CHICAGO -- Maybe the best way to put perspective on the Chicago Cubs' awful finish to a great overall season is to use manager Joe Maddon's 30-minute rule. In fact, he told his team to use it after Wednesday's 8-3 defeat to the New York Mets, who swept the Cubs out of the NLCS and ended their season.
"I talked to them, first of all, listen, go ahead and lose hard for 30 minutes like we always do, then let's move it along and really understand and celebrate what we accomplished this year," Maddon said after the Game 4 loss.
It's probably the right attitude for fans as well. Yes, the long championship drought for the Cubs continues, and frustration over being dominated by the Mets is understandable but for one of the few times in Cubs history we know they're building something to last. For the foreseeable future, a subpar season will be the surprise not the norm. That's something to be celebrated.
"We have a good idea of things we can accomplish with the guys that are here," Jake Arrieta said. "There's nothing to hang your head about. Ran into an extremely hot team that just outplayed us."
By the time reporters got to the players, it had been about 30 minutes, so processing the shellacking that had just happened, and moving on to feeling better about the whole season had already taken place. Pitcher Jon Lester, for example, refused to even acknowledge the rough ending.
"You can only take positives," Lester said. "I like to sit back and think of the positives.
"There are a lot of things that are in this clubhouse and will be in next year's clubhouse that are all positives. I hope everyone in here harps on the positives."
Most agreed with that sentiment, though Arrieta admitted the series sweep "stung," but it wouldn't last long. The feeling around the team wasn't about an ending to a season but about a beginning of something special. Sure they could have kept going this year, but that would have been the upset. This wasn't supposed to happen in the first place, not with so much youth. Getting to this point was tough enough.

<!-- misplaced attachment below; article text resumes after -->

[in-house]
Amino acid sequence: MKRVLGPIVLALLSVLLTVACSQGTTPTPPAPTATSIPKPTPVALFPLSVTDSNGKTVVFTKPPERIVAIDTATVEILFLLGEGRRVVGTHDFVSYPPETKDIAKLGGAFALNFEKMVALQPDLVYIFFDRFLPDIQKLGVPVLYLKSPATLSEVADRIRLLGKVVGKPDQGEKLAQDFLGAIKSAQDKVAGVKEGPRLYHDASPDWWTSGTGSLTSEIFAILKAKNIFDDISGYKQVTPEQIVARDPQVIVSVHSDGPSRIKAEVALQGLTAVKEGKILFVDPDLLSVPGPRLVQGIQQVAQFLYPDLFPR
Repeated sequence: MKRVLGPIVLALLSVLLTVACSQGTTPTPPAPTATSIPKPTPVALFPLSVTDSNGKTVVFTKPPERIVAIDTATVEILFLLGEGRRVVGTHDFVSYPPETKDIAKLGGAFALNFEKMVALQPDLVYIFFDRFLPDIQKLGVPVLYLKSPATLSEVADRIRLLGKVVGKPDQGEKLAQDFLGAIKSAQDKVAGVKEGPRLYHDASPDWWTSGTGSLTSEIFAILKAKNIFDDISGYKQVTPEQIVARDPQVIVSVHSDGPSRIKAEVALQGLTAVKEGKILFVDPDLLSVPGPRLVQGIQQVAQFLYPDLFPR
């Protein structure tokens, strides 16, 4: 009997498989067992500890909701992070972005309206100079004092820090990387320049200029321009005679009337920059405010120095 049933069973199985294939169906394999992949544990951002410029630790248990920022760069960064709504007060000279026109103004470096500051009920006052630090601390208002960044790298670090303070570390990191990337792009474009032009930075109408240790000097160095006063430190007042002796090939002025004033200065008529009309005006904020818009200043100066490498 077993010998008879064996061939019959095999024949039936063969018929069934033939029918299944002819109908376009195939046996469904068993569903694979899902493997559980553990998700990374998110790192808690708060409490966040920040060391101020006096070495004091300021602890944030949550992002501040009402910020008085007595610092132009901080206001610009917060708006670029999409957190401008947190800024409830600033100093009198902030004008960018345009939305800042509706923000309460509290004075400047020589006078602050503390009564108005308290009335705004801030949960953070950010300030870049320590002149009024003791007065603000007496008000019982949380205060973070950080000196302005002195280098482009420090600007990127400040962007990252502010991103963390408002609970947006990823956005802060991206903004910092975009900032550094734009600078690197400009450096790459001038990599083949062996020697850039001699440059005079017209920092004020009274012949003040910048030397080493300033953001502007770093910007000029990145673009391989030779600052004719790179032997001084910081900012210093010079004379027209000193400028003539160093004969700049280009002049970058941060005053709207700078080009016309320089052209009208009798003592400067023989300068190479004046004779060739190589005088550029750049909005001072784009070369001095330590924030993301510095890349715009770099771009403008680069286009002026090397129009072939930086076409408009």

"You can fool people through the season and win games," Lester said. "This (playoffs) is where you get exposed and figure out how to truly win. We did it twice, came up a little short here, but it's only going to make us better. Guys will come into spring training more hungry. They know how to win now. They know how to compete day in and day out. Guys will come in and expect to be in this position."
And that will be the difference between the beginning of this year and the next one. In 2015, they learned how to win; in 2016, they'll expect it. Right from the start.
"I mentioned to them how important it is as we move forward and we go to spring training next year, we know exactly what we want to do and how we want to do it," Maddon said. "On top of that, our young players have learned how to win on the major league level, which matters. And to get within four games of the World Series in your freshman year is not a bad thing."
No one is guaranteed anything for the future but no one can take away what the Cubs young players just experienced either. It's not something in the air. It's tangible, important and now behind them.
"We know what we have here," Kris Bryant said. "We'll come in hungrier next year, but we learned a lot.
"We hit a down point at the wrong time and they were swinging the bats well and pitching it. They just beat us."
Even in getting beat badly, the Cubs learned plenty. The front office learned it will need a few more starters to compete in a long postseason, and the players learned how sharp you have to be when you're not hitting. No one can predict when a team will slump at the plate but playing defense can always be a constant. It didn't happen against the Mets -- but there were no excuses for the poor performance.
This was the year to overachieve. The Cubs did it with the likely manager of the year, rookie of the year and possible Cy Young award winner. The bar has been set higher as lessons were learned and rookies graduated to their sophomore years. Now, finally, it's time to expect the longest championship drought in pro sports history to be attacked head on -- not as a fluke or simply if and when things come together. The Cubs are to make it happen as their overarching plan continues to come together.
"You've got to look at the positives that are involved," Maddon said. "And that's what I want them to really focus on when they go home and they have a chance to reflect individually and as a group all that we've accomplished this year."
The Cubs accomplished a lot, just not everything. That's what 2016 is for.